To treat vasculitis of lower limbs, lower limb sympathectomy blocks were not given due to the requirement of bilateral blocks which would have crossed the upper limit of the recommended ropivacaine dose. A previous study has concluded a similar degree of sympathetic blockade with both lumbar sympathetic blockade and epidural anaesthesia.[13] Thus, to achieve sympathectomy of both limbs, epidural infusion and boluses were planned which resulted in a good effect in the present patient. It was ensured that both epidural infusion and right stellate ganglion nerve block infusions were not administered at the same time to avoid a local anaesthetic overdose.

Sympathectomy blocks were required in all four limbs; thus, local anaesthetic overdosing was prevented by calculating the total dose of ropivacaine being administered whenever more than one block was planned in a day. All single-shot USGNBs were performed with clonidine 15 μg as an adjuvant to prolong the duration of the action of local anaesthetic and for its vasodilatory properties which was beneficial in this patient.[15]

To conclude, if bilateral stellate ganglion block is to be given in a patient it should always be with ultrasound guidance under strict monitoring. Block should be performed by experienced personnel.

Declaration of patient consent

The author certifies that they have obtained all appropriate patient consent forms. In the form, the patient has given her consent for her images and other clinical information to be reported in the journal. The patients understand that her names and initials will not be published and due efforts will be made to conceal her identity, but anonymity cannot be guaranteed.

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Conflicts of interest

There are no conflicts of interest.

   References Top

Doyle M. Vasculitis associated with connective tissue disorders. Curr Rheumatol Rep 2006;8:312-6.  Back to cited text no. 1
Vitali C, Bencivelli W, Isenberg DA, Smolen JS, Snaith ML, Sciuto M, et al. Disease activity in systemic lupus erythematosus: Report of the Consensus Study Group of the European Workshop for Rheumatology Research. I. A descriptive analysis of 704 European lupus patients. European Consensus Study Group for disease activity in SLE. Clin Exp Rheumatol 1992;10:527-39.  Back to cited text no. 2
Crowson N, Magro C. Cutaneous histopathology of lupus erythematosus. Diagn Histopathol 2009;15:157-85.  Back to cited text no. 3
Shiokawa Y, Morimoto M, Kamamoto H, Kamamoto H, Uchida T, Koga Y. Usefulness of perfusion index in evaluation of stellate ganglion block. Acta Medica Kinki Univ 2009;34:83-6.  Back to cited text no. 4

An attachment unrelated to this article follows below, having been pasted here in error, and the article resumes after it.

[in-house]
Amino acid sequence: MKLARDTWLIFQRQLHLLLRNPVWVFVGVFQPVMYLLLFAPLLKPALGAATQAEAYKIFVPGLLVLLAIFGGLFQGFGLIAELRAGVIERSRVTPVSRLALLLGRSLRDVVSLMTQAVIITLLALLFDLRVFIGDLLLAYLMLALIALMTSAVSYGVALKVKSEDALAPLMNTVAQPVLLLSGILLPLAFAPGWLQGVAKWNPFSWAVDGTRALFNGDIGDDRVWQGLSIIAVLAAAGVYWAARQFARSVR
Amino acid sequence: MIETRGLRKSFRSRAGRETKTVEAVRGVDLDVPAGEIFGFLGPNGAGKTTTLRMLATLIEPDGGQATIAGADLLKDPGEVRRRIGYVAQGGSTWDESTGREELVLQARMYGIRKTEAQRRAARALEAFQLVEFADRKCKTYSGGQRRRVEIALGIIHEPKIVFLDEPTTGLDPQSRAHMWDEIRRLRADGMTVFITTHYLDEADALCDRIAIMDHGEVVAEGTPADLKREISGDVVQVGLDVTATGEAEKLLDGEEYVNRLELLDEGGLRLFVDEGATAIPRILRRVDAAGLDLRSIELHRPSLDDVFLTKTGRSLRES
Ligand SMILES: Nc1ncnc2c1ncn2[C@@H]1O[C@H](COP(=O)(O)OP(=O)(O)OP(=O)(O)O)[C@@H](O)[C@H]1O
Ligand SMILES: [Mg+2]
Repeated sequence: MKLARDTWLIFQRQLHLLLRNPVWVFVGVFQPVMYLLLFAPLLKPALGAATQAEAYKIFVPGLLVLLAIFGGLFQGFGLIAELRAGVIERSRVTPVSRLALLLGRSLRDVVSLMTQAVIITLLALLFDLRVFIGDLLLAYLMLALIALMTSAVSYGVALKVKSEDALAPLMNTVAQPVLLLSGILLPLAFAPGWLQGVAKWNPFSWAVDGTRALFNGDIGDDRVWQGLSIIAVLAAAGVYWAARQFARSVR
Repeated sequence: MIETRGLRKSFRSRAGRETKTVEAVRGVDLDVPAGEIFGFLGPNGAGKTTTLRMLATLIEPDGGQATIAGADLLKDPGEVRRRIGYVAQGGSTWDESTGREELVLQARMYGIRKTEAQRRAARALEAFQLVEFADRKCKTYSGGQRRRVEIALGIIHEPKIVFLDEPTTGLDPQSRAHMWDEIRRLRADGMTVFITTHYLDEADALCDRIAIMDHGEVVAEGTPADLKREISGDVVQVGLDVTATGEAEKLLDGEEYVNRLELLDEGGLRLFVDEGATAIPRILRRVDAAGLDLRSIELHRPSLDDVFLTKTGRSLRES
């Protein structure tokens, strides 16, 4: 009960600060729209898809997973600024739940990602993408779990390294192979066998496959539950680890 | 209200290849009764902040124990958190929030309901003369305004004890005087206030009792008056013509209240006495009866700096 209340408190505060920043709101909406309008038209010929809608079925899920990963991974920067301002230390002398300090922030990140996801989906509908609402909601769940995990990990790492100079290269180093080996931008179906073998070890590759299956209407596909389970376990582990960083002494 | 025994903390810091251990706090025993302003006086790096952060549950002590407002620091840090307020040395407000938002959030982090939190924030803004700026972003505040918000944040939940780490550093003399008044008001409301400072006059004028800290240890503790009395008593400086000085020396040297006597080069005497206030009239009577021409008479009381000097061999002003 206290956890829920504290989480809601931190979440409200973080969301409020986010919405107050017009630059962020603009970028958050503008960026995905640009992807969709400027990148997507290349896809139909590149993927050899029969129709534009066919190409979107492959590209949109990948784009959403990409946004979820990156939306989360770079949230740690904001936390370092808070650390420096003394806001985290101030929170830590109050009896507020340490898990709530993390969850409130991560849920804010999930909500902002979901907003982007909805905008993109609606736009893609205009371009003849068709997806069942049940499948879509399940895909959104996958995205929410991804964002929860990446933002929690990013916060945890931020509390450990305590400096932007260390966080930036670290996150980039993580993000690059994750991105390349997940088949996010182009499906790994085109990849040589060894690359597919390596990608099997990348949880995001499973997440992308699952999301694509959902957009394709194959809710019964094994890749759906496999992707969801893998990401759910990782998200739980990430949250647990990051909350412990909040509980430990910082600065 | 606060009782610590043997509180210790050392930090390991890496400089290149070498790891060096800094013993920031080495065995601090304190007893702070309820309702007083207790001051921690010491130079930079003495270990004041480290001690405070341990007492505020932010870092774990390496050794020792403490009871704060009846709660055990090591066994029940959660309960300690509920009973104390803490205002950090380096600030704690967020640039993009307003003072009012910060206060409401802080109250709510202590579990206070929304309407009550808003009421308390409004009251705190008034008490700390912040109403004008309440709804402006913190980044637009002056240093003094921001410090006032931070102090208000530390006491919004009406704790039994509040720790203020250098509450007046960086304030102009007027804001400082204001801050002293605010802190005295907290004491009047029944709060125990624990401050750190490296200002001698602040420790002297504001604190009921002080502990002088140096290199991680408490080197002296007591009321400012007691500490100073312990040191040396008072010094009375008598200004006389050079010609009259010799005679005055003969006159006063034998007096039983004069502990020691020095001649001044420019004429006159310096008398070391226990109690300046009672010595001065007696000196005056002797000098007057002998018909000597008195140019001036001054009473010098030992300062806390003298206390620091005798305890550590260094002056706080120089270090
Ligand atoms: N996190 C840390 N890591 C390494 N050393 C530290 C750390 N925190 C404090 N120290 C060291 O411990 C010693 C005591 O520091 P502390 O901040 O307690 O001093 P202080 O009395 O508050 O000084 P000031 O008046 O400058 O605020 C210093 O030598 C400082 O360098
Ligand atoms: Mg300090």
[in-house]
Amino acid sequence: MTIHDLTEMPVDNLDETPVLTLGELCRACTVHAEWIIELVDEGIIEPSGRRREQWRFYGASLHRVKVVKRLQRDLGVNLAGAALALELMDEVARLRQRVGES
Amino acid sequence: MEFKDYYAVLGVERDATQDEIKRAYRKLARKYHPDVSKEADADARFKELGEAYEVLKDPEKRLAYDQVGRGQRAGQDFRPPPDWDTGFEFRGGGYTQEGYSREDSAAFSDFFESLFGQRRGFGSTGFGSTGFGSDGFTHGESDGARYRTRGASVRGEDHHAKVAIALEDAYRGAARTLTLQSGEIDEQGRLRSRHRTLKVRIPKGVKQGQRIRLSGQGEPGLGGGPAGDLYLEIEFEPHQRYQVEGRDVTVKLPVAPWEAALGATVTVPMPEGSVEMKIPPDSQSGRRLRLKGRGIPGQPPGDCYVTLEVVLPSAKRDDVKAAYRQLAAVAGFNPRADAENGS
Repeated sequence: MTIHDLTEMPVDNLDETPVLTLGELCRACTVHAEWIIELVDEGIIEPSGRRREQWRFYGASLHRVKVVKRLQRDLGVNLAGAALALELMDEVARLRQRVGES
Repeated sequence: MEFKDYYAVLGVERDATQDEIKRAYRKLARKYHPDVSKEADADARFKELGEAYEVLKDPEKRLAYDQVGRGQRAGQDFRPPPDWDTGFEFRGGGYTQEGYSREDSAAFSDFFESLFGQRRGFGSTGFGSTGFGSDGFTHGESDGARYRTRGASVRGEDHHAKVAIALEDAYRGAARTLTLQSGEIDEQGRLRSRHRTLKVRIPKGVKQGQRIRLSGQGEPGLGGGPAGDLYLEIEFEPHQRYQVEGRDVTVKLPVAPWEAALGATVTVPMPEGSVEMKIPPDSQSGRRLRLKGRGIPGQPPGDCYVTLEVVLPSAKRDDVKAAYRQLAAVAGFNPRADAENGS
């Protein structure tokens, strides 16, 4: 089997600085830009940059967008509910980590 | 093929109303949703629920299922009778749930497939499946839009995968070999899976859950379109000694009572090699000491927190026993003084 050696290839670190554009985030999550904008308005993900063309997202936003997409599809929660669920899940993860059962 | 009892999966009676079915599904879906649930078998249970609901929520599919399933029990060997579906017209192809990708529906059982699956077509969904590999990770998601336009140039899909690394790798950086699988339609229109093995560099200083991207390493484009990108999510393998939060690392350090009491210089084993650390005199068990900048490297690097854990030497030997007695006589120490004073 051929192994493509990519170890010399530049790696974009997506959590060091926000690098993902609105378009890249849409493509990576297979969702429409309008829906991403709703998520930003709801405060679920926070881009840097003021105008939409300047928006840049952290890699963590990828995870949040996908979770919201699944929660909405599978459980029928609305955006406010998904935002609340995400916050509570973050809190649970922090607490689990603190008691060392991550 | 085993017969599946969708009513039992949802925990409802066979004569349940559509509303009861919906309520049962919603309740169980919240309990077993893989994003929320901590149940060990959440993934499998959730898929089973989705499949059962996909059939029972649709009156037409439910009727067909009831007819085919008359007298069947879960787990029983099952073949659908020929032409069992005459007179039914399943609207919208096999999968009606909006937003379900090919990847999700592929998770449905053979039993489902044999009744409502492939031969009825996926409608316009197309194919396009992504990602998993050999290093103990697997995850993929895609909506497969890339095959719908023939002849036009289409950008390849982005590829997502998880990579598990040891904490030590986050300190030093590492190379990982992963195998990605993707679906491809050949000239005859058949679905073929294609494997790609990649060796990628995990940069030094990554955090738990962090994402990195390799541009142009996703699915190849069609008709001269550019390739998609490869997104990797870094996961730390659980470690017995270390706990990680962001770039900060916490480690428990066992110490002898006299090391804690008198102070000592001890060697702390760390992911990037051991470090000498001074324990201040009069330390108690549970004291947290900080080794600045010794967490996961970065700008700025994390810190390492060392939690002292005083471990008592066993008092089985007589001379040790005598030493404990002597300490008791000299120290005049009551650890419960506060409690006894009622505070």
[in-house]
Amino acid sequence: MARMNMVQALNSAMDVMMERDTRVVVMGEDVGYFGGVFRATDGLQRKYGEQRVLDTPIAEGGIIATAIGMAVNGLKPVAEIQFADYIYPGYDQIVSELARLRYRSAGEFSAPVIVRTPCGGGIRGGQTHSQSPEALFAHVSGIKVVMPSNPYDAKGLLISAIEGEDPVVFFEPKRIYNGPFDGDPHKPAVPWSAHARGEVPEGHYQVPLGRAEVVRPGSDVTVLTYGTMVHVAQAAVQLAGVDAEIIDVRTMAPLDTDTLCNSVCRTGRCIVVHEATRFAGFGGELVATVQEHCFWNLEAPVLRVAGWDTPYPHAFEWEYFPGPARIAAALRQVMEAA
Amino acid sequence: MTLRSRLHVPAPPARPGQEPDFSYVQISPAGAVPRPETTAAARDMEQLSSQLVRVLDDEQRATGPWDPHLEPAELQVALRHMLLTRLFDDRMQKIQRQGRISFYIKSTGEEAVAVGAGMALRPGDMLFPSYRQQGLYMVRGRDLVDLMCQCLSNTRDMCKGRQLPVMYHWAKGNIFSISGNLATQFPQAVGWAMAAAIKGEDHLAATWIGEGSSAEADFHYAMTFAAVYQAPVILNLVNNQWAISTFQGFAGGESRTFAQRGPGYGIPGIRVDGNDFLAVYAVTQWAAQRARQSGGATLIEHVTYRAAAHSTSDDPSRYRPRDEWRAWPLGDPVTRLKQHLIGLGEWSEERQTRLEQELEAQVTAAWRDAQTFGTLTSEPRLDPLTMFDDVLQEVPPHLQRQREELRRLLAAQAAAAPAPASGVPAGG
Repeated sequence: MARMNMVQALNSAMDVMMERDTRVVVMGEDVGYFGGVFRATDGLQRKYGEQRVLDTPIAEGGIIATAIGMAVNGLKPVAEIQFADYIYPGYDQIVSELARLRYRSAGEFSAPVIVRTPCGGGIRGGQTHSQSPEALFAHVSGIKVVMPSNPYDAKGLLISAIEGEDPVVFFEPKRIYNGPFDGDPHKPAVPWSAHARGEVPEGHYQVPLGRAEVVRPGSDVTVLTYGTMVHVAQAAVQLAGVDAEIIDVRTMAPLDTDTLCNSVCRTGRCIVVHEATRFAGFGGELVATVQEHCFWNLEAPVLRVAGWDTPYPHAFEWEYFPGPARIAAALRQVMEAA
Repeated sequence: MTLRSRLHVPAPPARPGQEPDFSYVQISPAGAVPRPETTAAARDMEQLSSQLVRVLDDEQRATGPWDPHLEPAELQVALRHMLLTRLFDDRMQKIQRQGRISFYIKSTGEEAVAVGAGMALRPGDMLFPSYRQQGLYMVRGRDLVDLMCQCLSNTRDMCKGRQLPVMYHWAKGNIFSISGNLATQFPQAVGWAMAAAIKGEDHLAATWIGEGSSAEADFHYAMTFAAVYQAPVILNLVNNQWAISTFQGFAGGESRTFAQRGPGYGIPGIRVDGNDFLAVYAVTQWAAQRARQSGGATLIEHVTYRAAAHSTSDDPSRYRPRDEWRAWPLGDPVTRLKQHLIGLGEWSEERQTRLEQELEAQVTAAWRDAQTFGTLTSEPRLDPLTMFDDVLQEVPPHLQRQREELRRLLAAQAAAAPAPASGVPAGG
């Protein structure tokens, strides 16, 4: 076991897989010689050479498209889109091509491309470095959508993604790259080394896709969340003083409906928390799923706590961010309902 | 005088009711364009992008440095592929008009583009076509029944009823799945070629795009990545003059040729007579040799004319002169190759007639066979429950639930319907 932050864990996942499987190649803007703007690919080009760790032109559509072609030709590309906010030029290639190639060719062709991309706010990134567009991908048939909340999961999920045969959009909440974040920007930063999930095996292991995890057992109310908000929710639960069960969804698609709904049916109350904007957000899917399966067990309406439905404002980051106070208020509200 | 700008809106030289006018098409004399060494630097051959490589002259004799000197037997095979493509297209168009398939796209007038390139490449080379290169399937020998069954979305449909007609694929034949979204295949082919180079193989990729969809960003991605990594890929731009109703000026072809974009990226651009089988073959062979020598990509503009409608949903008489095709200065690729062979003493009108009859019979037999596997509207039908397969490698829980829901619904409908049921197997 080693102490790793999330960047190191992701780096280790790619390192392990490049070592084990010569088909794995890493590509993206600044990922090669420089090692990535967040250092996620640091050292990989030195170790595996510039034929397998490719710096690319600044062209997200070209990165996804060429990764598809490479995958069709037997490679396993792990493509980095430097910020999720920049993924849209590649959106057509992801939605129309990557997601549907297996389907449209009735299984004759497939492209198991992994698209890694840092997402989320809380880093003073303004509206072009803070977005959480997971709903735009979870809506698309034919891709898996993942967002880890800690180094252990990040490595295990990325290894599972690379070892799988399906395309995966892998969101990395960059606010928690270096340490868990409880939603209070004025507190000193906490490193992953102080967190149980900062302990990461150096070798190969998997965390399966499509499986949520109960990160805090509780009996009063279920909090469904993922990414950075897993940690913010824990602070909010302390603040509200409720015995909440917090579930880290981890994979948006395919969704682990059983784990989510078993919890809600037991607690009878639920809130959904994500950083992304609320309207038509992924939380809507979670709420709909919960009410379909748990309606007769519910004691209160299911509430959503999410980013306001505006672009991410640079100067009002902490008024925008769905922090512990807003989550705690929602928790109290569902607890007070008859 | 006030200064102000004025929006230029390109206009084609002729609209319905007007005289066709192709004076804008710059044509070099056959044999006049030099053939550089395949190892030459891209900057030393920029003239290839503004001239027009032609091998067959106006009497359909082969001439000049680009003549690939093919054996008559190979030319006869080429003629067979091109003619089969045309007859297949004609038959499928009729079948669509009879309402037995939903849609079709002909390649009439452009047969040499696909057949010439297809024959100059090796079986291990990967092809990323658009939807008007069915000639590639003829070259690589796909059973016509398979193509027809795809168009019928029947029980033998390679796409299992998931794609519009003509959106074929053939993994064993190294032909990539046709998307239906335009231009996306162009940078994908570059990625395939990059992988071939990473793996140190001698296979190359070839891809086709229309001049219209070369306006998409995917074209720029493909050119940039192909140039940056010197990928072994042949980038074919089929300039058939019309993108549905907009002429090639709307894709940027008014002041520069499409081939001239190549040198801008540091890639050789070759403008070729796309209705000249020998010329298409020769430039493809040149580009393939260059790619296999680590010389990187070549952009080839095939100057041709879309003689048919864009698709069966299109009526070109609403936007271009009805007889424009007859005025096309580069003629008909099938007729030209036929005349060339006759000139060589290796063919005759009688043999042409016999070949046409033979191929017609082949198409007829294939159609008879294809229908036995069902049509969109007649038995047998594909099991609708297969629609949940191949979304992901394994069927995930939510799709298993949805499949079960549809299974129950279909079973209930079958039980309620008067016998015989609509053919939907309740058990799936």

Kulkarni KR, Kadam AI, Namazi IJ. Efficacy of stellate ganglion block with an adjuvant ketamine for peripheral vascular disease of the upper limbs. Indian J Anaesth 2010;54:546-51.  Back to cited text no. 5
[PUBMED]  [Full text]  
Kim MK, Yi MS, Park PG, Kang H, Lee JS, Shin HY. Effect of stellate ganglion block on the regional hemodynamics of the upper extremity: A randomized controlled trial. Anesth Analg 2018;126:1705-11.  Back to cited text no. 6
Hughes M, Herrick AL. Raynaud's phenomenon. Best Pract Res Clin Rheumatol 2016;30:112-32.  Back to cited text no. 7
Gunduz OH, Kenis-Coskun O. Ganglion blocks as a treatment of pain: Current perspectives. J Pain Res 2017;10:2815-26.  Back to cited text no. 8
Narouze S. Ultrasound guided stellate ganglion block: Safety and efficacy. Curr Pain Headache Rep 2014;18:424.  Back to cited text no. 9
Bataille B, Nucci B, Mora M, Silva S, Cocquet P. Ultrasound-guided bilateral stellate ganglion blockade to treat digital ischemia in a patient with sepsis: A case report. Can J Anaesth 2016;63:56-60.  Back to cited text no. 10
Scanlon MM, Gillespie SM, Schaff HV, Cha YM, Wittwer ED. Urgent ultrasound-guided bilateral stellate ganglion blocks in a patient with medically refractory ventricular arrhythmias. Crit Care Med 2015;43:316-8.  Back to cited text no. 11
Walega DR, Smith C, Epstein JB. Bilateral stellate ganglion blockade for recalcitrant oral pain from burning mouth syndrome: A case report. J Oral Facial Pain Headache 2014;28:171-5.  Back to cited text no. 12
Frank SM, El-Rahmany HK, Tran KM, Vu B, Raja SN. Comparison of lower extremity cutaneous temperature changes in patients receiving lumbar sympathetic ganglion blocks versus epidural anesthesia. J Clin Anesth 2000;12:525-30.  Back to cited text no. 13
Goel V, Patwardhan AM, Ibrahim M, Howe CL, Schultz DM, Shankar H. Complications associated with stellate ganglion nerve block: A systematic review. Reg Anesth Pain Med 2019. pii: rapm-2018-100127.  Back to cited text no. 14
Kimura Y, Hamaguchi S, Okuda Y, Kitajima T. Addition of clonidine increases duration and magnitude of vasodilative effect induced by sympathetic block with mepivacaine in dogs. Reg Anesth Pain Med 2001;26:329-32.  Back to cited text no. 15